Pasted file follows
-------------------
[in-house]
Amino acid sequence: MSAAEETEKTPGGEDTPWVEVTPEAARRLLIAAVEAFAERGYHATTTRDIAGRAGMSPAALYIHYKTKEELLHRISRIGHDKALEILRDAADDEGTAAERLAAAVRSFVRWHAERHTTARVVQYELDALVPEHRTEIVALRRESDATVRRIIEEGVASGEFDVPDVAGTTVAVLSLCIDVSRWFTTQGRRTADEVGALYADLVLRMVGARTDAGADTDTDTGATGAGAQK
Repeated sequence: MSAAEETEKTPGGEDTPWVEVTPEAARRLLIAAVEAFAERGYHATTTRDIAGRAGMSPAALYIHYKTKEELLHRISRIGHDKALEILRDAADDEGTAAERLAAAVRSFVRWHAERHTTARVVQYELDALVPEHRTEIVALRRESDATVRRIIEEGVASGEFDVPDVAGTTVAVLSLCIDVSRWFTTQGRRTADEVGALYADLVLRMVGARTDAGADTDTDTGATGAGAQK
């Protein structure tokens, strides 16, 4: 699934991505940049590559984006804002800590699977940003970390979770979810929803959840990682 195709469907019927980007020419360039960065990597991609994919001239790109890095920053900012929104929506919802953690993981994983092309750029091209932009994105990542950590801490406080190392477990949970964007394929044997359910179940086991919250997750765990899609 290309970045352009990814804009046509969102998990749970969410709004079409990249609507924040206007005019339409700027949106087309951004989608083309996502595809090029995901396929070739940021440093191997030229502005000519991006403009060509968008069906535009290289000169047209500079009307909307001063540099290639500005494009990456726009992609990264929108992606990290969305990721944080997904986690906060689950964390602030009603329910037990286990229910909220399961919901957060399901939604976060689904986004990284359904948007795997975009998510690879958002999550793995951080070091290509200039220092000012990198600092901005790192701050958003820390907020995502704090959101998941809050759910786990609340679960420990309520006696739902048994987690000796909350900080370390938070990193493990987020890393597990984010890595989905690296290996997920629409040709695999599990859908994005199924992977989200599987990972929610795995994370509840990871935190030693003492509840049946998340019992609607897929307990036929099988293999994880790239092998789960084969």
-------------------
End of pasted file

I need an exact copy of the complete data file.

[in-house]
Amino acid sequence: MSAAEETEKTPGGEDTPWVEVTPEAARRLLIAAVEAFAERGYHATTTRDIAGRAGMSPAALYIHYKTKEELLHRISRIGHDKALEILRDAADDEGTAAERLAAAVRSFVRWHAERHTTARVVQYELDALVPEHRTEIVALRRESDATVRRIIEEGVASGEFDVPDVAGTTVAVLSLCIDVSRWFTTQGRRTADEVGALYADLVLRMVGARTDAGADTDTDTGATGAGAQK
Repeated sequence: MSAAEETEKTPGGEDTPWVEVTPEAARRLLIAAVEAFAERGYHATTTRDIAGRAGMSPAALYIHYKTKEELLHRISRIGHDKALEILRDAADDEGTAAERLAAAVRSFVRWHAERHTTARVVQYELDALVPEHRTEIVALRRESDATVRRIIEEGVASGEFDVPDVAGTTVAVLSLCIDVSRWFTTQGRRTADEVGALYADLVLRMVGARTDAGADTDTDTGATGAGAQK
């Protein structure tokens, strides 16, 4: 699934991505940049590559984006804002800590699977940003970390979770979810929803959840990682 195709469907019927980007020419360039960065990597991609994919001239790109890095920053900012929104929506919802953690993981994983092309750029091209932009994105990542950590801490406080190392477990949970964007394929044997359910179940086991919250997750765990899609 290309970045352009990814804009046509969102998990749970969410709004079409990249609507924040206007005019339409700027949106087309951004989608083309996502595809090029995901396929070739940021440093191997030229502005000519991006403009060509968008069906535009290289000169047209500079009307909307001063540099290639500005494009990456726009992609990264929108992606990290969305990721944080997904986690906060689950964390602030009603329910037990286990229910909220399961919901957060399901939604976060689904986004990284359904948007795997975009998510690879958002999550793995951080070091290509200039220092000012990198600092901005790192701050958003820390907020995502704090959101998941809050759910786990609340679960420990309520006696739902048994987690000796909350900080370390938070990193493990987020890393597990984010890595989905690296290996997920629409040709695999599990859908994005199924992977989200599987990972929610795995994370509840990871935190030693003492509840049946998340019992609607897929307990036929099988293999994880790239092998789960084969």